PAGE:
September 25

Key Events This Week: GDP Revised Lower; PCE And Durables On Deck


This week one of the main highlights will take markets through what DB’s Jim Reid calls “a full on Back to the Future and Quantum Leap (his favorite show as a teenager) moment” as the-every-5-years US GDP revisions take place on Thursday alongside the final Q2 2023 revisions (unch at 2.4% expected). GDP will be revised (lower) from Q1 2005 through Q1 2023, although revisions prior to the first quarter of 2013 will be offsetting across industries within each period. Gross domestic income (GDI) and select income components will be revised from Q1 1979 through Q1 2023. As Reid showed in a recent Chart of the Day, the current big gap between US GDI and GDP could be explained by erroneous recent data showing that net interest payments have been going down in the US as rates and yields have been soaring in the last 2 years.


While it’s possible that revisions could make GDI look more healthy (interest payments add income to parts of the economy) but also make interest costs in the economy look more realistic and hurt fundamental models of interest cover for those indebted. Anyway, the revisions are potentially an important event and could make us think differently about the US economy in the recent past and therefore the future.

Outside of the downward GDP revision, the core PCE deflator on Friday is as important. DB economists point out that the data from the August CPI and PPI releases point to a slightly softer reading (+0.20% vs. +0.22% last month), which would have the effect of lowering the year-over-year growth rate by a little over 30bps (to 3.9%). As they highlight, the Fed’s latest SEP forecast for Q4/Q4 core PCE inflation last week was 3.7%, which implies a modest re-acceleration in the monthly prints. This is one reason why they – and many others – believe that the bar is relatively high for the Fed to hike again before year-end.

Staying with inflation, over in Europe, the flash September CPIs kick off with prints from Germany on Thursday. The numbers for the Eurozone, France and Italy will be out on Friday. Friday also sees Tokyo CPI which is an important economy wide lead indicator as the BoJ considers more radical changes to its monetary policy soon.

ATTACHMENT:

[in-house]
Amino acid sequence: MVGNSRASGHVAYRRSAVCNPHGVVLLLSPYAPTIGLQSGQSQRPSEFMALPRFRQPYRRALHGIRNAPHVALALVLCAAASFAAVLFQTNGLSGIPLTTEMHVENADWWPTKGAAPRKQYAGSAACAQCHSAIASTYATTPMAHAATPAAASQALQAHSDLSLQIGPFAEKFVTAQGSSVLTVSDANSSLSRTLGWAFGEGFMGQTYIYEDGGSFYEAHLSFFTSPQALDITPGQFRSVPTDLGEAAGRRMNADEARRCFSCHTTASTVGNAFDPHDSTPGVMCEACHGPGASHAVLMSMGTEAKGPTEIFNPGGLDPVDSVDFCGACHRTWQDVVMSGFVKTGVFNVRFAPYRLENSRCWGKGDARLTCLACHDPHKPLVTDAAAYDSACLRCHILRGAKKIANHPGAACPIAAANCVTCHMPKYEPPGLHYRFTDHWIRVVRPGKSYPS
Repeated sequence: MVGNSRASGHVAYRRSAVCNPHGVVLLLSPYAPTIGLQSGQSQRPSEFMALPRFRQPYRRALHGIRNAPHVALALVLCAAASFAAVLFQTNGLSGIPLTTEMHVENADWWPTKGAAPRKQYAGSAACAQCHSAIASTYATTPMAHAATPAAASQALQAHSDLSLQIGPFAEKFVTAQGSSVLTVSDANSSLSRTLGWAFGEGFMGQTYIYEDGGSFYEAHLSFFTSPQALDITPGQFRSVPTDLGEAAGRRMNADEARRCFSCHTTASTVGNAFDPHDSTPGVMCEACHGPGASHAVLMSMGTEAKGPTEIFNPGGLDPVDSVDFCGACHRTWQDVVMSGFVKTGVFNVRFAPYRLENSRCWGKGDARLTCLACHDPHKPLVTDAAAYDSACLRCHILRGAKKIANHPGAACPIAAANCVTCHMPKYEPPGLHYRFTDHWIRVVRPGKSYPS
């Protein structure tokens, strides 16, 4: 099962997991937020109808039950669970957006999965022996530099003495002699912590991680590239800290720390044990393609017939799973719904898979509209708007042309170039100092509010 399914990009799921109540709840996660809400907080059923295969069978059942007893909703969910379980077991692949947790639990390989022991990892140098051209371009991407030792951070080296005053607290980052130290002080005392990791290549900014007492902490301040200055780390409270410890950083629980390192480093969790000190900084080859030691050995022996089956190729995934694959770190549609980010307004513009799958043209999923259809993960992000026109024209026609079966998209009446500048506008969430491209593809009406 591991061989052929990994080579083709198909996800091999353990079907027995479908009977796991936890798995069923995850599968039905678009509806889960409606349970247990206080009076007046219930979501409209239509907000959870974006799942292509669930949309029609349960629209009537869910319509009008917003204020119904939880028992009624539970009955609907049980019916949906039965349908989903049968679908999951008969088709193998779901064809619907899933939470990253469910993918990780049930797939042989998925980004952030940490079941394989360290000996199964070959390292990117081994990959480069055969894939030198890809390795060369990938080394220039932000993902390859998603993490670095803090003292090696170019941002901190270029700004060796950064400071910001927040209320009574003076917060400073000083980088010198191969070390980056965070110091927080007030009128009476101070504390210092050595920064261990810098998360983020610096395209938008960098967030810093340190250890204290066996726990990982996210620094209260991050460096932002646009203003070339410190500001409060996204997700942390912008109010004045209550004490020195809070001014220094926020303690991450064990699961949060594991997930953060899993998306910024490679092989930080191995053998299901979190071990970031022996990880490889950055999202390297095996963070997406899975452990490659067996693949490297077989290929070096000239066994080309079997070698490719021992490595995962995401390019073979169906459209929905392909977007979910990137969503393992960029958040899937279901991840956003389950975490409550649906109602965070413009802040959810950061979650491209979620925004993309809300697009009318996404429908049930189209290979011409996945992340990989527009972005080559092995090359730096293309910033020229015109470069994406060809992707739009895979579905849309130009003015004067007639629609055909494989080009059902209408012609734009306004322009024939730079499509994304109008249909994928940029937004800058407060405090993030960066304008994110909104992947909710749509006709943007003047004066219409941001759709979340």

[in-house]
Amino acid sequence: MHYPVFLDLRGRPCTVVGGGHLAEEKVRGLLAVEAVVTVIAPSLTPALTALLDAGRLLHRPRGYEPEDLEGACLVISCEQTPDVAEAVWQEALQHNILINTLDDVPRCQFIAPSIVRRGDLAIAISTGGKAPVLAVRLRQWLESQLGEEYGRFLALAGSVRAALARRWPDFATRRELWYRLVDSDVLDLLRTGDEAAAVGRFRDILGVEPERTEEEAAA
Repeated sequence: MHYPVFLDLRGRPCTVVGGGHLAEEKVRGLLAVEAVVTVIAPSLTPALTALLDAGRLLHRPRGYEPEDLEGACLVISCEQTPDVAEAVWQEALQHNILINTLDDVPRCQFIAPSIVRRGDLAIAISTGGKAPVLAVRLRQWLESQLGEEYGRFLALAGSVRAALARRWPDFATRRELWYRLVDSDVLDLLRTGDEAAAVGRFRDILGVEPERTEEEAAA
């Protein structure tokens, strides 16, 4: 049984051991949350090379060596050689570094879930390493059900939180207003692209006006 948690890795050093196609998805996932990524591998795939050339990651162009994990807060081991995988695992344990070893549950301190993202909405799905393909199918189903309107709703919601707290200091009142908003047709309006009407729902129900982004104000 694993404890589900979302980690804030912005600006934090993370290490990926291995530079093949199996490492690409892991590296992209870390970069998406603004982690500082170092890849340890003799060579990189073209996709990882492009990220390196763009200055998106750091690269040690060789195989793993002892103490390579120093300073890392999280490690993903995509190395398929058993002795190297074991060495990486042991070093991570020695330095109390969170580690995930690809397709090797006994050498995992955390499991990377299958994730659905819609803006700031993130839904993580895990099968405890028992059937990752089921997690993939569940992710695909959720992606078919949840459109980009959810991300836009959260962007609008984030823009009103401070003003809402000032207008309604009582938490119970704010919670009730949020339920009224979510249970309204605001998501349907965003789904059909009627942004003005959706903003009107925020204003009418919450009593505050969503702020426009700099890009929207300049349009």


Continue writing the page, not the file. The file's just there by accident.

Elsewhere in the US we have new home sales and consumer confidence tomorrow, durable goods on Thursday with trade numbers and personal income and consumption numbers on Friday.


In Europe, Germany sees the Ifo survey today, consumer confidence on Wednesday and labour market data on Friday. In France, consumer confidence will be out on Wednesday and consumer spending data is due Friday. Sentiment gauges will also be out in Italy and the Eurozone on Thursday.

Here is a day by day summary of key events this week courtesy of DB:

Monday September 25

Data: US September Dallas Fed manufacturing activity, August Chicago Fed national activity index, Japan August nationwide department store sales, Germany September Ifo surveyCentral banks: Fed’s Kashkari speaks, ECB’s Villeroy speaks

Tuesday September 26

Data: US September Conference Board consumer confidence, Richmond Fed manufacturing index, business conditions, Philadelphia Fed non-manufacturing activity, Dallas Fed services activity, August new home sales, July FHFA house price index, Japan August services PPICentral banks: Fed’s Bowman speaks, ECB’s Lane speaksEarnings: Costco

Wednesday September 27

Data: US August durable goods orders, China August industrial profits, Germany October GfK consumer confidence, France September consumer confidence, Eurozone August M3Central banks: BoJ minutes of July meetingEarnings: H&M, Micron

Thursday September 28

Data: US September Kansas City Fed manufacturing activity, August pending home sales, initial jobless claims, Italy September manufacturing confidence, economic sentiment, consumer confidence, August PPI, Germany September CPI, Eurozone September services confidence, industrial confidence, economic confidenceCentral banks: Fed’s Powell, Cook and Goolsbee speak, ECB’s Holzmann speaksEarnings: Nike, Accenture, BlackBerry

Friday September 29

Data: US September MNI Chicago PMI, Kansas City Fed services activity, August personal income and spending, PCE deflator, advance goods trade balance, wholesale and retail inventories, UK September Lloyds business barometer, August net consumer credit, mortgage approvals, M4, Q2 current account balance, Japan September Tokyo CPI, consumer confidence index, August retail sales, jobto-applicant ratio, jobless rate, industrial production, housing starts, Italy September CPI, July industrial sales, Germany September unemployment claims rate, France September CPI, August PPI, consumer spending, Eurozone September CPI, Canada July GDPCentral banks: Fed’s Williams and Barkin speak, ECB’s Lagarde speaks

* * *

Finally, looking at just the US, Goldman writes that the key economic data releases this week are the durable goods report on Wednesday and the core PCE report on Friday. There are several speaking engagements from Fed officials this week, including chair Powell, governors Bowman and Cook, and presidents Kashkari, Goolsbee, Barkin, and Williams.

Monday, September 25

10:30 AM Dallas Fed manufacturing activity, September (consensus -13.0, last -17.2)06:00 PM Minneapolis Fed President Kashkari (FOMC voter) speaks: Minneapolis Fed President Neel Kashkari will participate in Q&A at University of Pennsylvania’s Wharton School. A Q&A with audience is expected. On September 22, Kashkari said, “Consumer spending continues to exceed our expectations. I would have thought with 500bp or 525bp of interest rate increases we would have slammed the brakes on consumer spending, and it has not.”

Tuesday, September 26